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Speaker: Apocalypse on the count of three: inside a Soviet missile silo

10 Responses

  • Russell Brown,

    Attachment Attachment Attachment

    Clinton also provided some matching pictures from his 2006 visit to the Titan nuclear missile facility in Arizona.

    1. A US Titan nuclear missile sitting in its Cold War silo waiting to be launched at the USSR.

    2. The control centre for the Titan nuclear missile.

    3. Launch controls for the Titan.

    Auckland • Since Nov 2006 • 22850 posts Report

  • Geoff Lealand,

    Extraordinary ... and chilling! How was he able to take these photos?

    Screen & Media Studies, U… • Since Oct 2007 • 2562 posts Report

  • Tristan,

    the sign saying no loan zone is terrfiying

    Auckland • Since Nov 2006 • 221 posts Report

  • Bart Janssen, in reply to Russell Brown,

    We also visited the Titan missile museum in Tucson Arizona and it really was interesting. Just as strange. The oddest part was how primitive all the equipment looked.

    We only lived in Tucson for 7 months but it proved to be a really cool place, The Pima air and space museum which gets examples of just about every weird plane the US has made plus lots from other countries. The massive aircraft storage site where enormous numbers of military aircraft are mothballed. Then there's the desert museum and the desert and mountains themselves. And finally really good stargazing.

    Auckland • Since Nov 2006 • 4461 posts Report

  • Bart Janssen, in reply to Geoff Lealand,

    How was he able to take these photos?

    It's a tourist attraction now.

    Auckland • Since Nov 2006 • 4461 posts Report

  • Rich of Observationz, in reply to Tristan,

    I've seen a similar sign on a caged rack in a Wellington data centre.

    Back in Wellington • Since Nov 2006 • 5550 posts Report

  • Rich of Observationz, in reply to Bart Janssen,

    how primitive all the equipment looked

    Time gets telescoped. It was only 15 years from the V2 to the Titan, which first flew 57 years ago.

    Back in Wellington • Since Nov 2006 • 5550 posts Report

  • Matthew Poole, in reply to Tristan,

    the sign saying no loan zone is terrfiying

    Not at all unusual. It's just good security practice to not let individuals be in high-sensitivity areas.

    Auckland • Since Mar 2007 • 4097 posts Report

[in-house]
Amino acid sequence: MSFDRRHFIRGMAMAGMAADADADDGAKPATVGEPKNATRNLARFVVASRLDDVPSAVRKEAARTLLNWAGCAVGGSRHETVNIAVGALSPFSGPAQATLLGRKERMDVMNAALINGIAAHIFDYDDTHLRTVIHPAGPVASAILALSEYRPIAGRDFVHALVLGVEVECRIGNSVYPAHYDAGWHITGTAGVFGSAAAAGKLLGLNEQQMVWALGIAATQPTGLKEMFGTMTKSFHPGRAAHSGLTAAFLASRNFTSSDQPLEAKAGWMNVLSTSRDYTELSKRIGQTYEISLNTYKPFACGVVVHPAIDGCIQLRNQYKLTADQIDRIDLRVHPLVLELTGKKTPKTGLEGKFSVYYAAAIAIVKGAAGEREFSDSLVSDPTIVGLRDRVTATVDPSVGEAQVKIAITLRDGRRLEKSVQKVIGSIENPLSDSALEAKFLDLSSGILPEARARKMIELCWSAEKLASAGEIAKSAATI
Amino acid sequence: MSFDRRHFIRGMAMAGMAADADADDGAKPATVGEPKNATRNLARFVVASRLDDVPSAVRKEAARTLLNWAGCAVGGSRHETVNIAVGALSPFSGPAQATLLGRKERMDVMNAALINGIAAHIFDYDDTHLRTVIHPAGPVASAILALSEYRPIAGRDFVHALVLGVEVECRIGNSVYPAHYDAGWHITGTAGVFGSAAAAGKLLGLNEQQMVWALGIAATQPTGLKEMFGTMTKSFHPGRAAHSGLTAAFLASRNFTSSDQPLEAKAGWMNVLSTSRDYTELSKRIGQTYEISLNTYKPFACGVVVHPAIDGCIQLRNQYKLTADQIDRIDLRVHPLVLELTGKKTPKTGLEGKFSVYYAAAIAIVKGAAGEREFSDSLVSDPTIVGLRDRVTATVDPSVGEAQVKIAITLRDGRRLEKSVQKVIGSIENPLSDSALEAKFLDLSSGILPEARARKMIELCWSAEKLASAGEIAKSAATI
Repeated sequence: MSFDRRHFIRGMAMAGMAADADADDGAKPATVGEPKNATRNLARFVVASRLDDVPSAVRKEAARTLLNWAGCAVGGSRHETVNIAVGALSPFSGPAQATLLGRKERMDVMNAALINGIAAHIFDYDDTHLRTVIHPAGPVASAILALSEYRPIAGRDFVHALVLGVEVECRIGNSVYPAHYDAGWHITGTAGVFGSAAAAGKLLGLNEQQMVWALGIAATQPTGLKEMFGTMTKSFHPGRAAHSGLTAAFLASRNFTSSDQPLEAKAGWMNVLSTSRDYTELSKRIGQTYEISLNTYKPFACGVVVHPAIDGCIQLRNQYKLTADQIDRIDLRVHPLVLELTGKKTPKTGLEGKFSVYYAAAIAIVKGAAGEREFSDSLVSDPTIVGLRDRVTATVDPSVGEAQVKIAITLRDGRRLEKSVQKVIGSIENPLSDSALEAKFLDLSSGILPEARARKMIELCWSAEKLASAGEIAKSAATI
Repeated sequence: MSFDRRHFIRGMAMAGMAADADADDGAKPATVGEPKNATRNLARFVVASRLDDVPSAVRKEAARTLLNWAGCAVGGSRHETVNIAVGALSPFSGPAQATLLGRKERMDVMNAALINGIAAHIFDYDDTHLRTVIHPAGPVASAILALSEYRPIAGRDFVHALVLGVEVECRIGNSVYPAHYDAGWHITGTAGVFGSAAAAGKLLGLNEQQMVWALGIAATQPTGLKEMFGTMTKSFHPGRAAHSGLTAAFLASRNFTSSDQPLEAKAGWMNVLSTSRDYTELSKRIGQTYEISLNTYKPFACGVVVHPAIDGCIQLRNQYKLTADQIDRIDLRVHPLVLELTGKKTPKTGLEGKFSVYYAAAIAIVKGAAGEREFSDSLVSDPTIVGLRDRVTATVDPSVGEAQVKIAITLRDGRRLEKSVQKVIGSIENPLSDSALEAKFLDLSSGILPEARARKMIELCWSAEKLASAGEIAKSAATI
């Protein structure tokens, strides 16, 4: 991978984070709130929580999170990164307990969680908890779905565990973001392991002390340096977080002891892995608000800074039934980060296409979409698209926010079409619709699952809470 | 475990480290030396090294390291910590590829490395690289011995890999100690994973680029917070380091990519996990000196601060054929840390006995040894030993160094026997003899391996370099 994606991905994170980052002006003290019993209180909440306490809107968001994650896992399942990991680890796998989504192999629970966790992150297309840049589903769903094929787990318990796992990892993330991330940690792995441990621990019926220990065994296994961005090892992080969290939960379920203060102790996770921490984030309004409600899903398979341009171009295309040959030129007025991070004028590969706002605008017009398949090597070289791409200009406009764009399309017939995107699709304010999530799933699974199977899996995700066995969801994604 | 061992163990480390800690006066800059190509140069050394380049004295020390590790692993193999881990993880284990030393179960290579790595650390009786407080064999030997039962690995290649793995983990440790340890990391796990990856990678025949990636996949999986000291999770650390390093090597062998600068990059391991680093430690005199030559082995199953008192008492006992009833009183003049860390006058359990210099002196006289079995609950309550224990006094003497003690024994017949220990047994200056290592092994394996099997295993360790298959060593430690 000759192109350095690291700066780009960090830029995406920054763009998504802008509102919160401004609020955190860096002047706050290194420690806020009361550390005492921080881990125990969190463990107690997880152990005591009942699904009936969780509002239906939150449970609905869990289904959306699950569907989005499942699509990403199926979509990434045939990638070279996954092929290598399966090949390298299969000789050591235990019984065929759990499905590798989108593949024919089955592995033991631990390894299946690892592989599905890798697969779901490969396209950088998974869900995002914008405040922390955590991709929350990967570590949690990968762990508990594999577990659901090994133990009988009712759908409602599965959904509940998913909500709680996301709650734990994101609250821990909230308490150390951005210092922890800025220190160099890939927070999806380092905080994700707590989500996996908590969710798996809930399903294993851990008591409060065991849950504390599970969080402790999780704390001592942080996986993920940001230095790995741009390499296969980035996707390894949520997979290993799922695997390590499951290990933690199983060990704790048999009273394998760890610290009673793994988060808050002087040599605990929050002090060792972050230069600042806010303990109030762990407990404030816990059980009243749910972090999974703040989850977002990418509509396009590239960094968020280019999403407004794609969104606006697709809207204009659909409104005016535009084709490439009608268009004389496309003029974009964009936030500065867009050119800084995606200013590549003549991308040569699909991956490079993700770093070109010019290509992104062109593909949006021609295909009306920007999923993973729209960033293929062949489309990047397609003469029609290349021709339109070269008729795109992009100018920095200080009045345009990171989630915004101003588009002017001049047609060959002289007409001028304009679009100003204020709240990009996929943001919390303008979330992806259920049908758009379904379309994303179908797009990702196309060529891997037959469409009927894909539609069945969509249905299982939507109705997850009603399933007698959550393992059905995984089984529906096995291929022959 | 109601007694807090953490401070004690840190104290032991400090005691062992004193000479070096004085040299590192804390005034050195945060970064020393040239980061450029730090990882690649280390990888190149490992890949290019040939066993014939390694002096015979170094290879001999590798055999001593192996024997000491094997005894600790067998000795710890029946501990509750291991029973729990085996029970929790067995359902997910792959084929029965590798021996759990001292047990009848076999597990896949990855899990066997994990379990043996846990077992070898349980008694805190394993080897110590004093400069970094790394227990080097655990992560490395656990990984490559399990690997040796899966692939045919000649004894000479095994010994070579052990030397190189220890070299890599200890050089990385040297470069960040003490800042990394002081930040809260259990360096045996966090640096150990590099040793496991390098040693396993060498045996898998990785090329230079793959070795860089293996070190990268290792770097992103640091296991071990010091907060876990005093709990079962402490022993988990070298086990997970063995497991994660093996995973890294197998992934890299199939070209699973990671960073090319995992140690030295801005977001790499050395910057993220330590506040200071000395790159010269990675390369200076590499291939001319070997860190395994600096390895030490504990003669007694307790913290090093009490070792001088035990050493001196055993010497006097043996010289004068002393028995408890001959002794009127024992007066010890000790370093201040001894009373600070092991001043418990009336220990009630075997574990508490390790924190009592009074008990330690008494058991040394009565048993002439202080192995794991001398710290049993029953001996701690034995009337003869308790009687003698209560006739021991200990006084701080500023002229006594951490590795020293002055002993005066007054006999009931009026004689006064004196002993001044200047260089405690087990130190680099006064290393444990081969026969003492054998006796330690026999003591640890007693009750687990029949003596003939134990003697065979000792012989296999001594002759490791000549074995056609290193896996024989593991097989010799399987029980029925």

• Rich Lock, in reply to Tristan,

    the sign saying no loan zone is terrfiying

    As the old saying about mutually-assured destruction goes: 'never a borrower nor a lender be'.

    back in the mother countr… • Since Feb 2007 • 2728 posts Report

  • Gabor Toth,

    It’s interesting seeing these images (great photography Clinton) having just finished reading the geo-political thriller 2017 : War with Russia. The book is one of the most interesting pieces of bad writing I have come across recently; it makes Tom Clancy look like a Booker Prize winner. The writing is as clunky as hell but the reason so many people are paying attention to it is that the author is General Sir Alexander Richard Shirreff, the recently retired former Deputy Supreme Allied Commander of NATO in Europe. His premise is frighteningly believable; NATO has run down its non-nuclear forces to such an extent that it runs the risk of not being able to respond to a Russian invasion of the Baltic States.

    Following the collapse of the Soviet Union, the Ukraine became the third-largest nuclear armed state in the world. In 1994, the signing of the Budapest Memorandum saw an agreement signed between Russia, the USA and the UK (with France and China also having a hand in) that if the Ukraine gave up its nuclear arsenal, their sovereignty and territorial borders would be protected and guaranteed by all. The Ukraine signed up, gave up its nuclear weapons which were disposed of, and 20 years later Russia invaded, annexed Crimea and the world sat back and did f-all.

    Shirreff’s concern is that Russia may try this again with the Baltic States and even though they are NATO members, his concern is whether the West would be willing to retaliate when the Baltics have traditionally been seen as being within the Russian sphere of influence. Russia is developing masses of new conventional weaponry, much of which is far more advanced than anything coming out of the West (check out the T-14 Armata tank sometime; it's frightening).
    Shirreff's feels that the west probably wouldn't hit the red button in response to a Baltic invasion, running the risk that NATO is seen as no longer being fit-for-purpose and essentially collapses.

    The 20-page introduction of the book is worth reading for anyone interested in the state of east-west geopolitics should you happen to see a copy in an airport bookshop or similar

    Wellington • Since Dec 2006 • 137 posts Report

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